Belgian researchers have discovered a major weakness in the security protocol WPA2 – used to protect the vast majority of Wi-Fi connections.
Mathy Vanhoef, a security expert at KU Leuven University in Belgium, discovered the flaw and published details to highlight the problems. ‘Attackers can use this novel attack technique to read information that was previously assumed to be safely encrypted,’ he said. ‘This can be used to steal sensitive information such as credit card numbers, passwords, chat messages, emails, photos, and so on.’
Depending on the network configuration, it is also possible to inject and manipulate data. Any attackers may well be able to inject ransomware or other malware into websites.
Britain’s National Cyber Security Centre is looking into the matter. ‘Research has been published into potential global weaknesses to Wi-Fii systems. The attacker would have to be physically close to the target and the potential weaknesses would not not compromise connections to secure websites, such as Wi-Fi safety, device management and browser security.
www.the guardian/technews.co.uk (17th October 18)
If you have a device that uses public Wi-Fi, you are at a higher risk. Shopping centres, airports, hotels, public transport, coffee shops, and restaurants all see hundreds of people connecting to the same Wi-Fi access points. It is a prime hunting ground for anyone trying to intercept personal information.
The advice is to avoid public Wi-Fi at the moment whilst vendors work on patches to allow all devices to be updated. Hackers will develop software quickly to take advantage of any vulnerabilities. Therefore updating all devices is a must.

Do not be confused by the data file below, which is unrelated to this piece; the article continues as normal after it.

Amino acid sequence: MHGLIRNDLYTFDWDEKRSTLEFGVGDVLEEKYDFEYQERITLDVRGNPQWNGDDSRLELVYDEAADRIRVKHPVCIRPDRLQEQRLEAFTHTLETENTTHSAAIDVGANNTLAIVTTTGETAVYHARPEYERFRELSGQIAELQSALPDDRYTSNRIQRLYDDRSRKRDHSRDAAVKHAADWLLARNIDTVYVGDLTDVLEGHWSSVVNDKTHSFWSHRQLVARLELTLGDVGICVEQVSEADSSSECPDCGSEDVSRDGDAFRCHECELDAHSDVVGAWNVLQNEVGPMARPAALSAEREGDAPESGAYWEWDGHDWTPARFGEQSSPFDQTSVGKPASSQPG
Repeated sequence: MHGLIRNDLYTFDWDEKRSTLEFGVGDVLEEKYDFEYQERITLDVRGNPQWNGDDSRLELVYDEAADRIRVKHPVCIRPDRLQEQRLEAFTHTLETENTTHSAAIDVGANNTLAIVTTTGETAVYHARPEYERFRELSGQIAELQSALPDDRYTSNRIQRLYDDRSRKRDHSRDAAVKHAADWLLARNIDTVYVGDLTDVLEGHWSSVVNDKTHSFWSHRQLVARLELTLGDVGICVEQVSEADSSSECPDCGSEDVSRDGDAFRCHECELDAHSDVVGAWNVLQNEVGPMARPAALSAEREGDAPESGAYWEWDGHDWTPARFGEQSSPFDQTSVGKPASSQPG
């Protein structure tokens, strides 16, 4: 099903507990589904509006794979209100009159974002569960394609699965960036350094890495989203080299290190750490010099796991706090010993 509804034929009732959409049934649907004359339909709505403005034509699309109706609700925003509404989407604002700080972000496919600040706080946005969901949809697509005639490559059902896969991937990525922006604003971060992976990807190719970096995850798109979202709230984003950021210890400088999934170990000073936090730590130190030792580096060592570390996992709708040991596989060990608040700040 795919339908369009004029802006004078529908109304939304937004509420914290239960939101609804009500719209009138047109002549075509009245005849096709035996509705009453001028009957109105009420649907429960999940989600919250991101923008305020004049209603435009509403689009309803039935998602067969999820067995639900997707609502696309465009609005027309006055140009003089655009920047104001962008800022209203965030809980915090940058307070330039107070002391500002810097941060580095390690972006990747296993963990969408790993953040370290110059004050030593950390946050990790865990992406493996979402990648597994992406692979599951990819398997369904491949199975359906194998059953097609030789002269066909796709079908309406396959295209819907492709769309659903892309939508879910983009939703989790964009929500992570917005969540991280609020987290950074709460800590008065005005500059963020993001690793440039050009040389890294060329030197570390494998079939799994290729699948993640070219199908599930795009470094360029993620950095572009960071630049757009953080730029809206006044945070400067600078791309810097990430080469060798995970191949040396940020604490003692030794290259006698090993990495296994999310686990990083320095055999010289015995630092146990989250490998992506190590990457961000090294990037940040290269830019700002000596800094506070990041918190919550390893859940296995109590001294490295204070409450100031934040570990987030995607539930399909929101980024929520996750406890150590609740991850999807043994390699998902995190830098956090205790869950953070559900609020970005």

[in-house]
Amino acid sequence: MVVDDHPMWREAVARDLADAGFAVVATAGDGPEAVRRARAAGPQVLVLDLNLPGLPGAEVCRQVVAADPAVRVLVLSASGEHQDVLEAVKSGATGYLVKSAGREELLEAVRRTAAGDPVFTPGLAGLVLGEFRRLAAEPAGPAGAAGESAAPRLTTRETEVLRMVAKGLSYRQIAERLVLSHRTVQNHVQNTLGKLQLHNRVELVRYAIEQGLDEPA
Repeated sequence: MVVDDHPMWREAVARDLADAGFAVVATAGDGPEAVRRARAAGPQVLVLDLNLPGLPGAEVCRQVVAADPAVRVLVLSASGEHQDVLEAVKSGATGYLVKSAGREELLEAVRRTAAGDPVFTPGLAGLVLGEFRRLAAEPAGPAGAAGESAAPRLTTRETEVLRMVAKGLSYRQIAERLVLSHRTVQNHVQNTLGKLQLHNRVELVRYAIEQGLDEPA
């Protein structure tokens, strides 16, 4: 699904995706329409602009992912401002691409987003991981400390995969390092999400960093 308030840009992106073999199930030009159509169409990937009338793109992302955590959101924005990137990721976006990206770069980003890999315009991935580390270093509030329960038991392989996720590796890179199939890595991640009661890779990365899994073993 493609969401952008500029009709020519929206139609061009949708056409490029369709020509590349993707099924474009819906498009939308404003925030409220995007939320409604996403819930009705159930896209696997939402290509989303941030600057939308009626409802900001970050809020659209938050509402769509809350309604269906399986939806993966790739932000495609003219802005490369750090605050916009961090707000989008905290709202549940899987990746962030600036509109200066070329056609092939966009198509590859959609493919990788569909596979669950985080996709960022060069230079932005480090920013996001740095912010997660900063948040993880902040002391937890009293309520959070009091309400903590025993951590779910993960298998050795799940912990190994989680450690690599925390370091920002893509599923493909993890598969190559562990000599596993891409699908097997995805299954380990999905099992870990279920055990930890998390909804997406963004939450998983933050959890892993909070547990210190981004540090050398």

If you have any questions about the state of the security of your devices, or indeed if you have any concerns in general, please call and talk to one of our team. We will be happy to advise and help in any way we can. (adecsmaple – 024 7699 5930)
Many carmakers are adopting ‘over the air’ (OTA) software for their increasingly connected and autonomous cars. Does this mean that there is increase in the risk of hacker hijackers?
Two years ago, hackers showed that they could remotely take control of a Chrysler Jeep. Earlier this year, Tesla boss Elon Musk warned about the dangers of hackers potentially taking control of thousands of driverless cars. Speaking at a National Governors Association meeting he said, ‘ I think one of the biggest concerns for autonomous vehicles is somebody achieving a fleet-wide hack. In principle, if someone was to hack all the autonomous Teslas they could send them all to Rhode Island as a prank. That would be the end of Tesla, and there would be a lot of angry people in Rhode Island.’
Mr Musk was quick to insist that a kill switch would ensure that the driver was able to gain control of the car and cut any links to the servers.
As cars become more sophisticated, incorporating features such as lane keeping, automatic braking and self parking, their systems are connected to the internet and the amount of software needed to control these systems is increasing. Also, It is much easier to use online updates – rather than repair-shop visits – for both automakers and customers.